Kohler, M. (2015). Teachers as mediators in the foreign language classroom. Bristol: Multilingual Matters.
Leung, C., Harris, R., & Rampton, B. (1997). The idealized native speaker, reified ethnicities, and classroom realities [Electronic version]. TESOL Quarterly, 31(3), 543- 560.
Llurda, E. (2004). Non-native-speaker teachers and English as an international language. International Journal of Applied Linguistics, 14(3), 314-323.
Markus, H. & Nurius, P. (1986). Possible selves. American Psychologist, 41, 954–969.
Matsuda, A. & Matsuda, P. K. (2001). Autonomy and collaboration in teacher education: Journal sharing among native and nonnative English-speaking teachers”. CATESOL Journal, 13, 1: 109-121.
Maum, R. (2002). “Nonnative-English-speaking teachers in the English teaching profession”, in ERIC Digest. [On-line]. Available at: http://www.cal.org/ericcll/digest/0209maum.html.
Medgyes, P. (1983).The schizophrenic teacher, ELT Journal Volume 37/1 January 1983, 1-6.
Medgyes, P. (1992). “Native or non-native: Who’s worth more?”, in ELT Journal, 46, 4: 340-349.
Medgyes, P. (1994): The Non-Native Teacher. London: MacMillan Publishers.
Medgyes, P. (2001). When the teacher is a non-native speaker. In M. Celce-Murcia (Ed.), Teaching English as a second or foreign language (3rd ed.). London: Heinle & Heinle, 429-442.
Merino, I. V. (1997). Native English-Speaking Teachers versus Non-Native English-Speaking Teachers. Revista Alicantina de Estudios Ingleses 10 (1997), 69-79.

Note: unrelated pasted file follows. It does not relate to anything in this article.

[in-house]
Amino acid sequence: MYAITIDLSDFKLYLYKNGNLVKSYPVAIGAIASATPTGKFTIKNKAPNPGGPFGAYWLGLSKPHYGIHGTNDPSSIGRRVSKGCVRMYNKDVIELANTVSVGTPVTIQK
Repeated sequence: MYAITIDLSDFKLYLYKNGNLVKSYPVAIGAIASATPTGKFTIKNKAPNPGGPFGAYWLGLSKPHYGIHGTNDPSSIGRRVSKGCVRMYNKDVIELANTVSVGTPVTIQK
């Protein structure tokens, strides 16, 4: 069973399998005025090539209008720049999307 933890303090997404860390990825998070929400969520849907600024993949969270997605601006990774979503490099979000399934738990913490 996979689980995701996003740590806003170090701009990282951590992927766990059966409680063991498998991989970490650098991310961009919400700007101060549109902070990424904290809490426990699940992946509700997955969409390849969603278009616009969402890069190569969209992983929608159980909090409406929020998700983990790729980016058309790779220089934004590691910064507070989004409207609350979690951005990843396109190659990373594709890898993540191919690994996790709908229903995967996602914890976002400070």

Modiano, M. (1999). International English in the global village. English Today, 15(2), 22-27.
Paikeday, T. (1985). The Native Speaker is Dead!. Ontario: Paikeday Publishing, Inc.
Pakir, A. (1999). Connecting English in the context of internationalization [Electronic version]. TESOL Quarterly, 33(1), 103-114.
Phillips, A. (2005). Self-awareness and the emotional consequences of self-discrepancies. Personality & Social Psychology Bulletin, 31(5), 703-713.
Piller, I. (2002). Passing for a native speaker: Identity and success in second language learning. Journal of Sociolinguistics, 6, (2), 179-206.
Phillipson, R. (1996). ELT: The native speaker’s burden. In T. Hedge & N. Whitney (Eds.), Power, pedagogy & practice.Oxford: Oxford University Press, 23-30.
Rogers, C. R. (1961). On Becoming a person: A psychotherapists view of psychotherapy. Houghton Mifflin.
Reves, T. and Medgyes, P. (1994): “The Non-Native English Speaking EFL/ESL Teacher’s Self-Image: An International Survey”, SYSTEM 22 (3), pp. 353-367.
Rowe, K. & Sikes, J. (1989). The impact of professional development on teachers’ self perceptions. Teaching and Teacher Education, 5, 129–141.
Samimy, R. & Brutt-Griffler, J. (1999). To be a native or nonnative speaker: Perceptions of “nonnative” students in a graduate TESOL program. In G. Braine (Ed.), Nonnative educators in English language teaching, Mahwah, NJ: Lawrence Erlbaum, 127-144).
Selinker, L. "Interlanguage." IRAL 10 (1972), 219-31.
Sommers, S. (2004). Why native speaker teacher programs don’t work? Retrieved from http://scottsommers.blogs.com/taiwanweblog/2004/10/index.html
Stronge, J. H. & Ostrander, L. P. (1997). Client surveys in teacher evaluation. In J. H. Stronge (Ed.), Evaluating teaching: A guide to current thinking and best practice. Thousand Oaks, CA: Corwin Press, 129-161.
Stevens, K.N. (2000). Acoustic phonetics. Cambridge: Cambridge University Press TESOL 2006. Position statement against discrimination of non-native teachers of teaching English (http://www.tesol.org/docs/pdf/5889.pdf?sfvrsn=2, retrieved in 02 September, 2015)
Wallace, M. J. (1991). Training foreign language teachers – A reflective approach (2nd ed.) Cambridge: Cambridge University Press.
Widdowson, H. George. "ELT and EL Teachers: Matters Arising." ELT Journal 46.4 (1992): 333-39. http://www.tesol.org/docs/pdf/5889.pdf?sfvrsn=2, retrieved in 02 September, 2015).